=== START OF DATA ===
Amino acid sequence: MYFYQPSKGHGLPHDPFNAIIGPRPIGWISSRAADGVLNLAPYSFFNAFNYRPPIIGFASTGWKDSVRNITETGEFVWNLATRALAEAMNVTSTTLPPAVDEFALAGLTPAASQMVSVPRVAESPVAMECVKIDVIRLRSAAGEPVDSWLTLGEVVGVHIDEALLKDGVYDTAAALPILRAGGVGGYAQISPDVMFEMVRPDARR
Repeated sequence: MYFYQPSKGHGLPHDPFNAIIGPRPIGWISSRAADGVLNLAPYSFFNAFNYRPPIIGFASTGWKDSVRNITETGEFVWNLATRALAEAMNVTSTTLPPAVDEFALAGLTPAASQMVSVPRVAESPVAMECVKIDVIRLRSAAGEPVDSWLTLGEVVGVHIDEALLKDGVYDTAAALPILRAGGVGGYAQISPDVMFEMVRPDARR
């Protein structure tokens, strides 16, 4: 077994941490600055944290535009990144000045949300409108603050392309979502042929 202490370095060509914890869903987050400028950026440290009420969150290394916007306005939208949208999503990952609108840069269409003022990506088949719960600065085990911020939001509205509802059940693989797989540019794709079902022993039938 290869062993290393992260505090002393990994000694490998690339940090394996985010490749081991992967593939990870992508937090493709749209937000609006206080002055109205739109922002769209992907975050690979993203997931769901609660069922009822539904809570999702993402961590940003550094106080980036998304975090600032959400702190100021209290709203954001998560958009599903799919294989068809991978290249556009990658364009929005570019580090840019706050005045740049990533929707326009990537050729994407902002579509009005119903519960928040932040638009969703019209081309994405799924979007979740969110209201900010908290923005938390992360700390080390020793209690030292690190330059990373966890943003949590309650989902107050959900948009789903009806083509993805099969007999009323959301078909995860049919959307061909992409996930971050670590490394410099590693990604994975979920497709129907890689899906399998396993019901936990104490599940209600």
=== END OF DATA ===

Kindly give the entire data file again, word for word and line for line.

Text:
Amino acid sequence: MYFYQPSKGHGLPHDPFNAIIGPRPIGWISSRAADGVLNLAPYSFFNAFNYRPPIIGFASTGWKDSVRNITETGEFVWNLATRALAEAMNVTSTTLPPAVDEFALAGLTPAASQMVSVPRVAESPVAMECVKIDVIRLRSAAGEPVDSWLTLGEVVGVHIDEALLKDGVYDTAAALPILRAGGVGGYAQISPDVMFEMVRPDARR
Repeated sequence: MYFYQPSKGHGLPHDPFNAIIGPRPIGWISSRAADGVLNLAPYSFFNAFNYRPPIIGFASTGWKDSVRNITETGEFVWNLATRALAEAMNVTSTTLPPAVDEFALAGLTPAASQMVSVPRVAESPVAMECVKIDVIRLRSAAGEPVDSWLTLGEVVGVHIDEALLKDGVYDTAAALPILRAGGVGGYAQISPDVMFEMVRPDARR
């Protein structure tokens, strides 16, 4: 077994941490600055944290535009990144000045949300409108603050392309979502042929 202490370095060509914890869903987050400028950026440290009420969150290394916007306005939208949208999503990952609108840069269409003022990506088949719960600065085990911020939001509205509802059940693989797989540019794709079902022993039938 290869062993290393992260505090002393990994000694490998690339940090394996985010490749081991992967593939990870992508937090493709749209937000609006206080002055109205739109922002769209992907975050690979993203997931769901609660069922009822539904809570999702993402961590940003550094106080980036998304975090600032959400702190100021209290709203954001998560958009599903799919294989068809991978290249556009990658364009929005570019580090840019706050005045740049990533929707326009990537050729994407902002579509009005119903519960928040932040638009969703019209081309994405799924979007979740969110209201900010908290923005938390992360700390080390020793209690030292690190330059990373966890943003949590309650989902107050959900948009789903009806083509993805099969007999009323959301078909995860049919959307061909992409996930971050670590490394410099590693990604994975979920497709129907890689899906399998396993019901936990104490599940209600």